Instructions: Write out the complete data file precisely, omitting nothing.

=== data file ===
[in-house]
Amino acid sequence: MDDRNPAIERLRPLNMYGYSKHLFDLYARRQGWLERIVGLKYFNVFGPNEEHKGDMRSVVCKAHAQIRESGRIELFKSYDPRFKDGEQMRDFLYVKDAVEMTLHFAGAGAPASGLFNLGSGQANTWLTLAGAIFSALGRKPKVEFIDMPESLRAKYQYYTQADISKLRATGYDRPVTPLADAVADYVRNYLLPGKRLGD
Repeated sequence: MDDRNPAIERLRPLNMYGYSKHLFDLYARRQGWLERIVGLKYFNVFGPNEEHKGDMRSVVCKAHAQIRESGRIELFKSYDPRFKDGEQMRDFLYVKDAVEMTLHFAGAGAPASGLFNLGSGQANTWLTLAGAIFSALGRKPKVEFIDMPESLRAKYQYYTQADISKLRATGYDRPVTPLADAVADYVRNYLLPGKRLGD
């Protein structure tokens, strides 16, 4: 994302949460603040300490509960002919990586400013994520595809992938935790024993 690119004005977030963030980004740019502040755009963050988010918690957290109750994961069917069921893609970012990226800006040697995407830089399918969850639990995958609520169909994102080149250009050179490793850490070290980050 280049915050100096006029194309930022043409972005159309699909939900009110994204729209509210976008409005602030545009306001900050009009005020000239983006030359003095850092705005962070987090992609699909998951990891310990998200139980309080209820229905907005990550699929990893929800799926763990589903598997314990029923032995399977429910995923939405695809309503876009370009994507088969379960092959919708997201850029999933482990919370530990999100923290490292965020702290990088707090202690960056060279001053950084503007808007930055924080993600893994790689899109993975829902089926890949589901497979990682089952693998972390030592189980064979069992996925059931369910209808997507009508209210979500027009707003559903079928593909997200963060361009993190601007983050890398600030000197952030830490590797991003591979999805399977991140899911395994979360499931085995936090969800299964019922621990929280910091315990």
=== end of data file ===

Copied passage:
[in-house]
Amino acid sequence: MDDRNPAIERLRPLNMYGYSKHLFDLYARRQGWLERIVGLKYFNVFGPNEEHKGDMRSVVCKAHAQIRESGRIELFKSYDPRFKDGEQMRDFLYVKDAVEMTLHFAGAGAPASGLFNLGSGQANTWLTLAGAIFSALGRKPKVEFIDMPESLRAKYQYYTQADISKLRATGYDRPVTPLADAVADYVRNYLLPGKRLGD
Repeated sequence: MDDRNPAIERLRPLNMYGYSKHLFDLYARRQGWLERIVGLKYFNVFGPNEEHKGDMRSVVCKAHAQIRESGRIELFKSYDPRFKDGEQMRDFLYVKDAVEMTLHFAGAGAPASGLFNLGSGQANTWLTLAGAIFSALGRKPKVEFIDMPESLRAKYQYYTQADISKLRATGYDRPVTPLADAVADYVRNYLLPGKRLGD
């Protein structure tokens, strides 16, 4: 994302949460603040300490509960002919990586400013994520595809992938935790024993 690119004005977030963030980004740019502040755009963050988010918690957290109750994961069917069921893609970012990226800006040697995407830089399918969850639990995958609520169909994102080149250009050179490793850490070290980050 280049915050100096006029194309930022043409972005159309699909939900009110994204729209509210976008409005602030545009306001900050009009005020000239983006030359003095850092705005962070987090992609699909998951990891310990998200139980309080209820229905907005990550699929990893929800799926763990589903598997314990029923032995399977429910995923939405695809309503876009370009994507088969379960092959919708997201850029999933482990919370530990999100923290490292965020702290990088707090202690960056060279001053950084503007808007930055924080993600893994790689899109993975829902089926890949589901497979990682089952693998972390030592189980064979069992996925059931369910209808997507009508209210979500027009707003559903079928593909997200963060361009993190601007983050890398600030000197952030830490590797991003591979999805399977991140899911395994979360499931085995936090969800299964019922621990929280910091315990």